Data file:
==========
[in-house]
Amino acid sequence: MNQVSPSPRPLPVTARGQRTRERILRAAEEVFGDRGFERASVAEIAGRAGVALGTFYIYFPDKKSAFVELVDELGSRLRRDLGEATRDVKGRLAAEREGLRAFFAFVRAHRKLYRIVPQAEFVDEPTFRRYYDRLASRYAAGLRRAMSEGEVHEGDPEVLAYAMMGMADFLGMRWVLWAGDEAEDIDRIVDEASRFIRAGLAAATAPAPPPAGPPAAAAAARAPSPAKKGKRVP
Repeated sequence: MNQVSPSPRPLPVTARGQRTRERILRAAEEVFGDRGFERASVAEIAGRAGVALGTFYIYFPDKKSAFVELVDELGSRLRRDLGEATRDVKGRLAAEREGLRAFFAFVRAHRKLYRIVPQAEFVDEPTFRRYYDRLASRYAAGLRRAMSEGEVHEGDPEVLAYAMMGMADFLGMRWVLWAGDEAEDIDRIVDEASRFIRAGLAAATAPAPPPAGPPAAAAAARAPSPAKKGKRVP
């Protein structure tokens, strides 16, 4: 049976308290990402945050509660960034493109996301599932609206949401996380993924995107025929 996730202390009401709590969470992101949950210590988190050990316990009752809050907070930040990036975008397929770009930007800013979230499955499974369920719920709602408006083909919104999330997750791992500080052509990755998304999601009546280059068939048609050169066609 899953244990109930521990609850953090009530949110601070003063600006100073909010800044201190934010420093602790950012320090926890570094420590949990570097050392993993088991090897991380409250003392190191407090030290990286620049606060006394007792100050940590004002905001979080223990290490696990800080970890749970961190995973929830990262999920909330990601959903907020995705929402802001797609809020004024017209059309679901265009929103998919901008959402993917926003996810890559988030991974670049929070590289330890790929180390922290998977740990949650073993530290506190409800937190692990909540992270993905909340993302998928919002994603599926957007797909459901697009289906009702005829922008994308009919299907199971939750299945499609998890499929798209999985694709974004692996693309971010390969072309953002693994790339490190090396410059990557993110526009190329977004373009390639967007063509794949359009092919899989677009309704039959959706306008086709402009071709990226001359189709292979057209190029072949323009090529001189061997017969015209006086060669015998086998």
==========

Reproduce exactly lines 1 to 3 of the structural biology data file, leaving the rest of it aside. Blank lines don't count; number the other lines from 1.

[in-house]
Amino acid sequence: MNQVSPSPRPLPVTARGQRTRERILRAAEEVFGDRGFERASVAEIAGRAGVALGTFYIYFPDKKSAFVELVDELGSRLRRDLGEATRDVKGRLAAEREGLRAFFAFVRAHRKLYRIVPQAEFVDEPTFRRYYDRLASRYAAGLRRAMSEGEVHEGDPEVLAYAMMGMADFLGMRWVLWAGDEAEDIDRIVDEASRFIRAGLAAATAPAPPPAGPPAAAAAARAPSPAKKGKRVP
Repeated sequence: MNQVSPSPRPLPVTARGQRTRERILRAAEEVFGDRGFERASVAEIAGRAGVALGTFYIYFPDKKSAFVELVDELGSRLRRDLGEATRDVKGRLAAEREGLRAFFAFVRAHRKLYRIVPQAEFVDEPTFRRYYDRLASRYAAGLRRAMSEGEVHEGDPEVLAYAMMGMADFLGMRWVLWAGDEAEDIDRIVDEASRFIRAGLAAATAPAPPPAGPPAAAAAARAPSPAKKGKRVP